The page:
Mapping When and Where People Start their Commute
For commuters, the farther away you live from the workplace, the earlier you have to leave your house to get to work on time. That’s obvious. But how much does that start time change the farther out you get?
The maps below show the median start time for those who work in major cities in the United States. Blue means an earlier start time and green means later. Each map provides an image of how far out the morning rush begins.
Click for larger images.
These are based on data from the five-Year American Community Survey for 2013 through 2017, which is run by the U.S. Census Bureau. I downloaded the data via IPUMS. The survey asks respondents when they usually leave for work, so it seemed straightforward to map the median of a single variable for each city.
Of course that wasn’t quite the case. There’s always a few bumps along the way.
Geography can get a little tricky when working with microdata from the Census Bureau. For privacy reasons, the lowest level of geography provided is called a Public Use Microdata Area, or PUMA for short. Each area has at least 100,000 residents. The survey also asks for place of work, but location is bundled in a different geography called the Place of Work PUMA. As I understand it, the PWPUMA typically matches the boundaries of one or more PUMAs together.
Then if you go with a one-year sample instead of the five-year that I used, you end up with sparse geographic coverage. So if you want a more detailed view, you need to increase the number of years. That took a few downloads for me to figure out.
After that, I mapped the median start time for each PUMA, but on second thought, that wasn’t useful. If you just do that, that median also represents the people who live in the same area that they work in. I was more interested in when people commute to other areas, mainly from suburb to city.
So I adjusted again.
First I subsetted people by where they work (PWPUMA). For example, I grouped all of the people who work in the Los Angeles area. Then I counted by where those people live (PUMA) and calculated the medians for each area. The above areas are the thirty PWPUMAs that had the most workers.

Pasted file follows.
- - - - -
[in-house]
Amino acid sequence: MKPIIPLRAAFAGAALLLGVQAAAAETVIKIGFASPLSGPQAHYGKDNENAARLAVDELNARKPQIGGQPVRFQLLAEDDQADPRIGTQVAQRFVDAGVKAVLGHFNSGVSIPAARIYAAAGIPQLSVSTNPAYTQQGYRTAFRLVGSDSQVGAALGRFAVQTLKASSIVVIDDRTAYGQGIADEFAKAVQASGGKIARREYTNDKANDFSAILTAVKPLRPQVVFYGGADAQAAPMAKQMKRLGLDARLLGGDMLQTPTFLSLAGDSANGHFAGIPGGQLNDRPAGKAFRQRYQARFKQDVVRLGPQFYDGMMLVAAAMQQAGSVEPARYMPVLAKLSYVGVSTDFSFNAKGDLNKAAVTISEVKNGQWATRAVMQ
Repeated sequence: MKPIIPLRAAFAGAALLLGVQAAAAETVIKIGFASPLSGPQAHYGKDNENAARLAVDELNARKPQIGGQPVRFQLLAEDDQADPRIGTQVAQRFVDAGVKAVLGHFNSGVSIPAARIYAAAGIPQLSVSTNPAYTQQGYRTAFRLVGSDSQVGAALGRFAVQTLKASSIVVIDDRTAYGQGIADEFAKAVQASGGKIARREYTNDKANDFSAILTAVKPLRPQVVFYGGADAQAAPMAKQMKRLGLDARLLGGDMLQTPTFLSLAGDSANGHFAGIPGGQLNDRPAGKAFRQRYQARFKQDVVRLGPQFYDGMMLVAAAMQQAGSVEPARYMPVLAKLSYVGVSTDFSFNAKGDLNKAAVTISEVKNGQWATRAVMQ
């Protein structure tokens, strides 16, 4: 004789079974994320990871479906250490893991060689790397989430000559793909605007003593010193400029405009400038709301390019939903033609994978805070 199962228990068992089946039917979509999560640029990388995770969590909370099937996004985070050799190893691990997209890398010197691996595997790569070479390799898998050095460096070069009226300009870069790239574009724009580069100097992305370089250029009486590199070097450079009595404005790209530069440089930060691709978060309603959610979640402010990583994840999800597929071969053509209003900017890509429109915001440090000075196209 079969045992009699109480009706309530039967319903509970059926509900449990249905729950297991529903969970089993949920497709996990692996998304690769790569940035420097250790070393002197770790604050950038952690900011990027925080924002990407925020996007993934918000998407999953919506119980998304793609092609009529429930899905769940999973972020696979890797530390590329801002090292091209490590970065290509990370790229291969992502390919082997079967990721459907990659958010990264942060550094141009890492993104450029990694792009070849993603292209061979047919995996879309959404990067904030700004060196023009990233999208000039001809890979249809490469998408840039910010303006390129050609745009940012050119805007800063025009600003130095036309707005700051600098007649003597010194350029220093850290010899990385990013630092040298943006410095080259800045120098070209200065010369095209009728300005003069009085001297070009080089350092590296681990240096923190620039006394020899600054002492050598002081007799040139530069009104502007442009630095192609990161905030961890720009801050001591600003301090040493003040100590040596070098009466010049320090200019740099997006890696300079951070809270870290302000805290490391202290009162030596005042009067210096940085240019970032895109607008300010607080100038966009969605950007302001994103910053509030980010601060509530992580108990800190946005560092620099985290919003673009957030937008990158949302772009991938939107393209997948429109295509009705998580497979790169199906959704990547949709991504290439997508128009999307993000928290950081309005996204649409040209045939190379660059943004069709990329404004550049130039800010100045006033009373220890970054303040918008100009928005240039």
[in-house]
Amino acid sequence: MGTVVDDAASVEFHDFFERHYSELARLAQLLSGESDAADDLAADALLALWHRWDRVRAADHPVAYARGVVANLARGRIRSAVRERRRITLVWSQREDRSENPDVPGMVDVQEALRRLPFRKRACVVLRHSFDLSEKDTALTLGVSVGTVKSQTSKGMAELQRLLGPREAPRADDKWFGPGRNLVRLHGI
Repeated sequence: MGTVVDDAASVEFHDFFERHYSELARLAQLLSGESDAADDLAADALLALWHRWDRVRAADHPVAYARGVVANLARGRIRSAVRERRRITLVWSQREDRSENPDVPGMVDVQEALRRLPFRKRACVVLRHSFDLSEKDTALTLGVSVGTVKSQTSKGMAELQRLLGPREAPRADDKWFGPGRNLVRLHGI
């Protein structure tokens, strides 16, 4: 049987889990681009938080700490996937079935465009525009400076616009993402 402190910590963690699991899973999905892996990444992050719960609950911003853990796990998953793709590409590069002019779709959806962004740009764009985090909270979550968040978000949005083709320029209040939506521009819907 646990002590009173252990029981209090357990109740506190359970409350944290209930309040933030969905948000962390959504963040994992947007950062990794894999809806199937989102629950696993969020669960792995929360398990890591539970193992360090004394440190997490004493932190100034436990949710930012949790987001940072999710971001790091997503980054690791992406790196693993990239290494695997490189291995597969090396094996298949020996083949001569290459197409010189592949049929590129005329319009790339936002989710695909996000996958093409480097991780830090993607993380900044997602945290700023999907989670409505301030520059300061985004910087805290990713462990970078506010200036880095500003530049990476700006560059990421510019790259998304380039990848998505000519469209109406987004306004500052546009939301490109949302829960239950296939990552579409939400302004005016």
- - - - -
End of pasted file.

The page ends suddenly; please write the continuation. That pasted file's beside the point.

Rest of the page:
That got me most of the way there. I didn’t like how the large outer regions got so much visual space though. So I used shapefiles that I downloaded from the Census Bureau for the area of each PUMA, which I used to calculate number of workers per square mile who were commuting to a PWPUMA. That seemed to provide a better sense of flow to the static maps.
In any case, after maybe a bit too much time tweaking graphical parameters in R, I got to the maps above. It was an interesting side trip from something else I’m looking at. But more on that later.
- The data comes from the five-Year American Community Survey for 2013-2017. I downloaded the microdata via IPUMS, which makes it easier to extract the data you need.
- I analyzed the data and made the maps in R.
- Related tutorials: Choropleth Maps and Shapefiles; Working with Map Projections and Shapefiles; Mapping With Shapefiles in R – Getting Started
Visualizing the Uncertainty in Data
Data is an abstraction, and it’s impossible to encapsulate everything it represents in real life. So there is uncertainty. Here are ways to visualize the uncertainty.
Years You Have Left to Live, Probably
The individual data points of life are much less predictable than the average. Here’s a simulation that shows you how much time is left on the clock.
A Day in the Life of Americans
I wanted to see how daily patterns emerge at the individual level and how a person’s entire day plays out. So I simulated 1,000 of them.